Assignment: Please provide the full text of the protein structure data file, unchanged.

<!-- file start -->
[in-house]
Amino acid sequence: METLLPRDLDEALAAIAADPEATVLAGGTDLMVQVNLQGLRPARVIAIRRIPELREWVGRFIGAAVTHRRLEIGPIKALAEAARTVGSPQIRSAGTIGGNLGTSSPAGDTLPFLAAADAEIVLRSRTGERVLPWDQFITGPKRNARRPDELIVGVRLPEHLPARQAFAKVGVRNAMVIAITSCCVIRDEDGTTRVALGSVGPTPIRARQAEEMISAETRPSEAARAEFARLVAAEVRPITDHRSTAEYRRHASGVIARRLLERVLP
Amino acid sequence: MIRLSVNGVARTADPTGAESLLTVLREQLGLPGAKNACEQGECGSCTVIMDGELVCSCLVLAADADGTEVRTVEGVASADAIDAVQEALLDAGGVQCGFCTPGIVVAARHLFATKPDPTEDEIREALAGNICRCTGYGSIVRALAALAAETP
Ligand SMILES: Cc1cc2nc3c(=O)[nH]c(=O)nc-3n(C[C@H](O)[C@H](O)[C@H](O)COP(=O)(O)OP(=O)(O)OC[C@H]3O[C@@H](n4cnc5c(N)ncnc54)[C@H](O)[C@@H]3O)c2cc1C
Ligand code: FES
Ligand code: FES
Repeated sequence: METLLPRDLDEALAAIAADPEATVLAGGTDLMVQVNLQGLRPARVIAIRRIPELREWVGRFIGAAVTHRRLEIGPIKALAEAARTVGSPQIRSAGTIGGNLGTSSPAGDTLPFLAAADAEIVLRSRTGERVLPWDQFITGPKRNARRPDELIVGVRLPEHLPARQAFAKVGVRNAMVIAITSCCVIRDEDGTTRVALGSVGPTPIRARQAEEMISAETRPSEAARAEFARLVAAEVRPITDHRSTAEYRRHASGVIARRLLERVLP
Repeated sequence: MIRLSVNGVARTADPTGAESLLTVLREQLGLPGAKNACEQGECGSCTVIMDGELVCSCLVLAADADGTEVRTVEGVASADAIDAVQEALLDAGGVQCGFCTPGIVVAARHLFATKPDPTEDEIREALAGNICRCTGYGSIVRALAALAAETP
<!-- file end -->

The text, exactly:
[in-house]
Amino acid sequence: METLLPRDLDEALAAIAADPEATVLAGGTDLMVQVNLQGLRPARVIAIRRIPELREWVGRFIGAAVTHRRLEIGPIKALAEAARTVGSPQIRSAGTIGGNLGTSSPAGDTLPFLAAADAEIVLRSRTGERVLPWDQFITGPKRNARRPDELIVGVRLPEHLPARQAFAKVGVRNAMVIAITSCCVIRDEDGTTRVALGSVGPTPIRARQAEEMISAETRPSEAARAEFARLVAAEVRPITDHRSTAEYRRHASGVIARRLLERVLP
Amino acid sequence: MIRLSVNGVARTADPTGAESLLTVLREQLGLPGAKNACEQGECGSCTVIMDGELVCSCLVLAADADGTEVRTVEGVASADAIDAVQEALLDAGGVQCGFCTPGIVVAARHLFATKPDPTEDEIREALAGNICRCTGYGSIVRALAALAAETP
Ligand SMILES: Cc1cc2nc3c(=O)[nH]c(=O)nc-3n(C[C@H](O)[C@H](O)[C@H](O)COP(=O)(O)OP(=O)(O)OC[C@H]3O[C@@H](n4cnc5c(N)ncnc54)[C@H](O)[C@@H]3O)c2cc1C
Ligand code: FES
Ligand code: FES
Repeated sequence: METLLPRDLDEALAAIAADPEATVLAGGTDLMVQVNLQGLRPARVIAIRRIPELREWVGRFIGAAVTHRRLEIGPIKALAEAARTVGSPQIRSAGTIGGNLGTSSPAGDTLPFLAAADAEIVLRSRTGERVLPWDQFITGPKRNARRPDELIVGVRLPEHLPARQAFAKVGVRNAMVIAITSCCVIRDEDGTTRVALGSVGPTPIRARQAEEMISAETRPSEAARAEFARLVAAEVRPITDHRSTAEYRRHASGVIARRLLERVLP
Repeated sequence: MIRLSVNGVARTADPTGAESLLTVLREQLGLPGAKNACEQGECGSCTVIMDGELVCSCLVLAADADGTEVRTVEGVASADAIDAVQEALLDAGGVQCGFCTPGIVVAARHLFATKPDPTEDEIREALAGNICRCTGYGSIVRALAALAAETP